New York-based biodesigner Danielle Trofe, manufactures or more aptly grows, light pendants from mycelium. Trofe's MushLume Lighting Collection utilizes hemp (a sustainable crop in its own right) as a surface for the mycelium to grow on and through. In a matter of days, the mycelium grows into a thick network of hyphae throughout the hemp, solidifying into a solid structure within custom lampshade molds. Once the mycelium has fully matured, the lampshades are taken out of the molds, dried, and heated, creating a stylish 100% biodegradable product. The same process has been used to grow mycelium packaging to replace Styrofoam, and bricks which offer excellent opportunities for upcycling agricultural waste into a cost-effective, sustainable, and biodegradable material for construction.
Similar to Trofe's use of mycelium to create sustainable home goods, Mylo a high-quality alternative to animal and synthetic-based leather, has been developed by scientists and engineers at Bolt Threads. The process begins with mycelium cells grown on beds of sawdust and other organic material. Billions of cells grow to form an interconnected 3D network that is processed, tanned, and dyed to make Mylo. Mylo is already being used in place of leather in select products from mainstream brands like Adidas and Lululemon, to luxury brands like Stella McCartney, speaking to the feasibility of using sustainable mushroom leathers.
One of the most interesting, if not pressing, uses for mushrooms is their potential role in bioremediation. Mycoremediation, a form of bioremediation, is the process of using fungi to degrade or sequester contaminants in the environment. As Paul Stamets states, “Fungi are the grand recyclers of the planet and the vanguard species in habitat restoration.” Oil spills in the Amazon, contaminated water in Washington’s Spokane River, contaminated soil in New Zealand, and more have benefited from the use of fungi that are tolerant to high concentrations of pollutants. Research even suggests mushrooms can convert pesticides and herbicides to more innocuous compounds, remove heavy metals from brownfield sites, and break down plastic.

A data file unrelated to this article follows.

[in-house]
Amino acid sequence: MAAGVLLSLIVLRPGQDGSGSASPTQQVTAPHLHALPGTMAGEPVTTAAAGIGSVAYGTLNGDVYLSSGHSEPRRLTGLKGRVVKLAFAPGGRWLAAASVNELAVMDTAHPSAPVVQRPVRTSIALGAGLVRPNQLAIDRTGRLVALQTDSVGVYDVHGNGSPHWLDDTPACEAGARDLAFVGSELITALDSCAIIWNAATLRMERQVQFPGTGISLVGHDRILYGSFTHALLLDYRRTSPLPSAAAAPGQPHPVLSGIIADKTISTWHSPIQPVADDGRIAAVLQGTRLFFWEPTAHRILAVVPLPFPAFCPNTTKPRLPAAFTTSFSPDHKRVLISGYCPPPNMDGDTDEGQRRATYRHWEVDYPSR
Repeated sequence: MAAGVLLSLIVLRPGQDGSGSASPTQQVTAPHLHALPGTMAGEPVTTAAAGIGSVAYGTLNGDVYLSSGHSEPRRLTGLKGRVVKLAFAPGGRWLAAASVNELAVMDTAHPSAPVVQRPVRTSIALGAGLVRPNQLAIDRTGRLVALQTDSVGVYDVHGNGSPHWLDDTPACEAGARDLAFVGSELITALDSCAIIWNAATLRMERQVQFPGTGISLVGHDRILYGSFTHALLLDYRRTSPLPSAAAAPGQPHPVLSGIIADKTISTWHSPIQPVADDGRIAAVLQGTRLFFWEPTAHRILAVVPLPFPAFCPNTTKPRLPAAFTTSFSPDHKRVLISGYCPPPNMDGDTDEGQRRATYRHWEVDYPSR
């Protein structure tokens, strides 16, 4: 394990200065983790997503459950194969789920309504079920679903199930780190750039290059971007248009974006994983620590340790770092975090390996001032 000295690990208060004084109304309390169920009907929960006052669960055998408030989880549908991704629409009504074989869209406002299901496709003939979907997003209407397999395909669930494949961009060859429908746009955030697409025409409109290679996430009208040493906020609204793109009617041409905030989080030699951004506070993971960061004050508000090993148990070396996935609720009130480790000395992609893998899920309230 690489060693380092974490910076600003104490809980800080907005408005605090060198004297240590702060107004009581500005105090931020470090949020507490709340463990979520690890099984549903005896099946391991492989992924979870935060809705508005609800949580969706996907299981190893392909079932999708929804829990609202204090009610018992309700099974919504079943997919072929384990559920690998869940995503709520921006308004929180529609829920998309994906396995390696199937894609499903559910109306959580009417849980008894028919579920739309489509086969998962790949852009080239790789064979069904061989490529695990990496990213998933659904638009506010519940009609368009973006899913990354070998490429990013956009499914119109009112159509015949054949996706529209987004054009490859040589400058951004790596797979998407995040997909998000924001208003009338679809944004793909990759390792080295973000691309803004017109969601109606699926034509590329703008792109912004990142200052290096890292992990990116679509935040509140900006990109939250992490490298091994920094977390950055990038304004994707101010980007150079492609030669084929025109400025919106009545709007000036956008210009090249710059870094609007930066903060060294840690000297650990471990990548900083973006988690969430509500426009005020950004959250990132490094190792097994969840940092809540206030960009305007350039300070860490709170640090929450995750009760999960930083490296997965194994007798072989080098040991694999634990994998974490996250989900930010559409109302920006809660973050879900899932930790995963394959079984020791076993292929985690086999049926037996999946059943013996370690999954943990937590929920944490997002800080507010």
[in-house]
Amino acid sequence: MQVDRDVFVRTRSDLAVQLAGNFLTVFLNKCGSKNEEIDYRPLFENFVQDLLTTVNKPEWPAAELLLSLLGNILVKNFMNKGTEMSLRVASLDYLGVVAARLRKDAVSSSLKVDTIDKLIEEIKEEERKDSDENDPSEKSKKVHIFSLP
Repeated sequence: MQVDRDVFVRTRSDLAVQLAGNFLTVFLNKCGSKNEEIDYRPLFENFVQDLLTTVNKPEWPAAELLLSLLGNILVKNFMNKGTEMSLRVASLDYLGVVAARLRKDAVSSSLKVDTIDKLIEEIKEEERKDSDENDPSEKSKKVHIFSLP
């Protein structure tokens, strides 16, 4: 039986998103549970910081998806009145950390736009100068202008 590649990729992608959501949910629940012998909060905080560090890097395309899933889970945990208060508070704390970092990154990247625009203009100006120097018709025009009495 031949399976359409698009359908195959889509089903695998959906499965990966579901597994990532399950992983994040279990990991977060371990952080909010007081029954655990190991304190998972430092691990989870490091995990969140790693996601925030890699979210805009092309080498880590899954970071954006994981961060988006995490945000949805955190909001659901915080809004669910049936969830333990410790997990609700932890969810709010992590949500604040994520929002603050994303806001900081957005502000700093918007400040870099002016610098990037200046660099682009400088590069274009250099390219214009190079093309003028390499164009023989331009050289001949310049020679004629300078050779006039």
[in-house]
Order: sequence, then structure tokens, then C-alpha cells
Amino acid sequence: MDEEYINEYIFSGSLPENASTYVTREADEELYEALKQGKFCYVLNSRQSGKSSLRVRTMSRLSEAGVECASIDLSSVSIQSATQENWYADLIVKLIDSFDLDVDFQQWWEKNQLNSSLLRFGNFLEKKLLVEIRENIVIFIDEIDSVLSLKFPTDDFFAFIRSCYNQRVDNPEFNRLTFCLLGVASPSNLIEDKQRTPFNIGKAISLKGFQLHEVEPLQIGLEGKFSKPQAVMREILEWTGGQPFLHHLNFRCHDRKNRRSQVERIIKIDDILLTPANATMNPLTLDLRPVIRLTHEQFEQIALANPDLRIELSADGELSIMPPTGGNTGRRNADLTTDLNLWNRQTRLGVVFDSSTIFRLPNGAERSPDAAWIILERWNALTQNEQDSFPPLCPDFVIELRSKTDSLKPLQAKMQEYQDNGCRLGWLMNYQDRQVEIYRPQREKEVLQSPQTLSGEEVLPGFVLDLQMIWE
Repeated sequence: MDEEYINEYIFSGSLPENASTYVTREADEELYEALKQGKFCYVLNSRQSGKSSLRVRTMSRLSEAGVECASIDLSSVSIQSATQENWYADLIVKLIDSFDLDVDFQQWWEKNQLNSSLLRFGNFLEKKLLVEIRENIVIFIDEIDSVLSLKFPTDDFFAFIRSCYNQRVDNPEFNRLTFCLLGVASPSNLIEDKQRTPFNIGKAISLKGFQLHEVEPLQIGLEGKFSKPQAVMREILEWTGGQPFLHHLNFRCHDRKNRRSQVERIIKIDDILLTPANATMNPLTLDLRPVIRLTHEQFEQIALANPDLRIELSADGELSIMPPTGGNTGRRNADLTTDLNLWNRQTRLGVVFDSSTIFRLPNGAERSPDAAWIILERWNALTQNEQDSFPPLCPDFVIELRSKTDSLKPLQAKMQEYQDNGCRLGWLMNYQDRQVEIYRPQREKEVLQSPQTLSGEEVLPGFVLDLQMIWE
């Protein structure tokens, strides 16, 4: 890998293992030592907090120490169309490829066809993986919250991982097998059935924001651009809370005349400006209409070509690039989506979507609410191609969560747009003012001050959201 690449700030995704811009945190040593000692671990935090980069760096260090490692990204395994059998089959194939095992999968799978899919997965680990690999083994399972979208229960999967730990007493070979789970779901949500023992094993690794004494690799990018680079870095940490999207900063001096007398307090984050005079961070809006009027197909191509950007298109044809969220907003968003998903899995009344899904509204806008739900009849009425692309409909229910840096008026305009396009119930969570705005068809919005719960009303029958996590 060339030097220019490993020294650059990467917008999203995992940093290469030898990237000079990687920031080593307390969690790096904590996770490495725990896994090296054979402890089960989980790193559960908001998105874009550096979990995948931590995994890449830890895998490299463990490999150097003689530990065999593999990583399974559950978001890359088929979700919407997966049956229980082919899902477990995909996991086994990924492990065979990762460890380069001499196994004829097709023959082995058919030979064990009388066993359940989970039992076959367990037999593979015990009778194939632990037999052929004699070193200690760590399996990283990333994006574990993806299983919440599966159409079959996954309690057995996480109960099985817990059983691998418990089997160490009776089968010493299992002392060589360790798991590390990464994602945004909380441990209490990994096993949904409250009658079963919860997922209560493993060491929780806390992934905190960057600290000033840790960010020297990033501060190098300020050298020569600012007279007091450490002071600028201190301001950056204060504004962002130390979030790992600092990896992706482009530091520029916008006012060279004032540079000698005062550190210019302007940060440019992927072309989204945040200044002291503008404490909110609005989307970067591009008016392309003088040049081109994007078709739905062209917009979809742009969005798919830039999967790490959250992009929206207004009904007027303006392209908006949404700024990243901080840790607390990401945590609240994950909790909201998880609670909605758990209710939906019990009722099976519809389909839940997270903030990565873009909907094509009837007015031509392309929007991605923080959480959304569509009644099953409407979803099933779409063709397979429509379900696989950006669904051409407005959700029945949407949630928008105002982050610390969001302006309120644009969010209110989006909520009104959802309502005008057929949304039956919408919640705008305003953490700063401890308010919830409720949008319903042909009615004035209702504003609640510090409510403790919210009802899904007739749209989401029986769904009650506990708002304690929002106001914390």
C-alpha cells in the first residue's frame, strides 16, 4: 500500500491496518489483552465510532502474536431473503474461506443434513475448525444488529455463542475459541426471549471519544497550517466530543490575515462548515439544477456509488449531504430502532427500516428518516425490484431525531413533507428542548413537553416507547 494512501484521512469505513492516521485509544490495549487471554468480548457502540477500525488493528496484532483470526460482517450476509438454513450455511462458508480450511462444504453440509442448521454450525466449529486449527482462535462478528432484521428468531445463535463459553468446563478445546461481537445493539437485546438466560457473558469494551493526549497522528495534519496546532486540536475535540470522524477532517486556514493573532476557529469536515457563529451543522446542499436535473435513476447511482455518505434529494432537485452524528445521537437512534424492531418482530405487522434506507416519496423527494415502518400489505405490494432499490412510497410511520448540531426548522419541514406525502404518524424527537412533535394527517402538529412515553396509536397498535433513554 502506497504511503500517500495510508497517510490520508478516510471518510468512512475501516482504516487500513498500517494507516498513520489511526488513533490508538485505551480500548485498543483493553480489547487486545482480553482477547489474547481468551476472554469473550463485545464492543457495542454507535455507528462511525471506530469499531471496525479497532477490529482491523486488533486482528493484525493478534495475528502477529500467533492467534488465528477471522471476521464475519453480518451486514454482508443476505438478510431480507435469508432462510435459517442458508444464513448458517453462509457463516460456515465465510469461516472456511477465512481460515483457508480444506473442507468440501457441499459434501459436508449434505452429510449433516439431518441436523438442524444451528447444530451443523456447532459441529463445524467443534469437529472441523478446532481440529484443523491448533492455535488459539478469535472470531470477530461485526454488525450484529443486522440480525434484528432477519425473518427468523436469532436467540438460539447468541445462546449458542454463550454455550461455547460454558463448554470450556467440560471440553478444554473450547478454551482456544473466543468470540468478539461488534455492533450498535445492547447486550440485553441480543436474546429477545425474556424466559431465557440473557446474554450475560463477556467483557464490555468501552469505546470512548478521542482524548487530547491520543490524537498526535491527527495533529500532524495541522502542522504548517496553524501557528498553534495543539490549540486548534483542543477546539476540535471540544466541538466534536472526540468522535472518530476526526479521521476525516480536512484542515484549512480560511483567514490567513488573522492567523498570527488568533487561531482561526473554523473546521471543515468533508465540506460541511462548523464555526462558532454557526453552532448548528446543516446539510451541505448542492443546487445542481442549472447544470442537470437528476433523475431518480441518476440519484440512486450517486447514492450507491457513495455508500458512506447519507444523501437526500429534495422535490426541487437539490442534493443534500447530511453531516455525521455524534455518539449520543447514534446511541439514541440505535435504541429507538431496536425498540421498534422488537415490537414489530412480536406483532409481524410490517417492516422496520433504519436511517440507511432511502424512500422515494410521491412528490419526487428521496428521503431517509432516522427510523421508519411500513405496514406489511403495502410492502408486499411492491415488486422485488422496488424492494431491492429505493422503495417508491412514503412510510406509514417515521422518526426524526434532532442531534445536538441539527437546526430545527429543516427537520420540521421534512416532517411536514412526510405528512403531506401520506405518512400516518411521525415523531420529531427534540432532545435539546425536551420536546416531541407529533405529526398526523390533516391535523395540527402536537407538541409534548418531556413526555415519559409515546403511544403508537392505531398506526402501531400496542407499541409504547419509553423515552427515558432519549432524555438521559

In 2017, wildfires across Northern California left behind a trail of dangerous ash, incinerated hazardous household waste and building materials, charred paint, pesticides, cleaning products, electronics, and more. A range of pollutants including arsenic, asbestos, and lead seeped into the soil, causing fear of runoff from the toxic materials. In the aftermath of the fires, workers removed much of the toxic debris and turned to mushrooms to help remove the remainder. The Fire Remediation Action Coalition placed more than 40 miles of straw-filled tubes inoculated with oyster mushrooms around parking lots and along roads and hillsides. The tubes would provide makeshift channels, diverting runoff from sensitive waterways and the enzymes in mushrooms would work to break down pollutants.
As you can there’s a lot to learn about our fungi friends and the world of mushrooms is ripe for research. If you are interested in learning more about mushrooms these are great resources.
Book - Entangled Life: How Fungi Make Our Worlds, Change Our Minds & Shape Our book on mycology by English biologist Merlin Sheldrake.
Book - How to Change Your Mind: What the New Science of Psychedelics Teaches Us About Consciousness, Dying, Addiction, Depression, and Transcendence by author Michael Pollan, best known for his books about food and is the author of the best-sellers "The Omnivore's Dilemma" and "The Botany Of Desire."
Book - Mycophilia: Revelations from the Weird World of Mushrooms by Eugenia Bone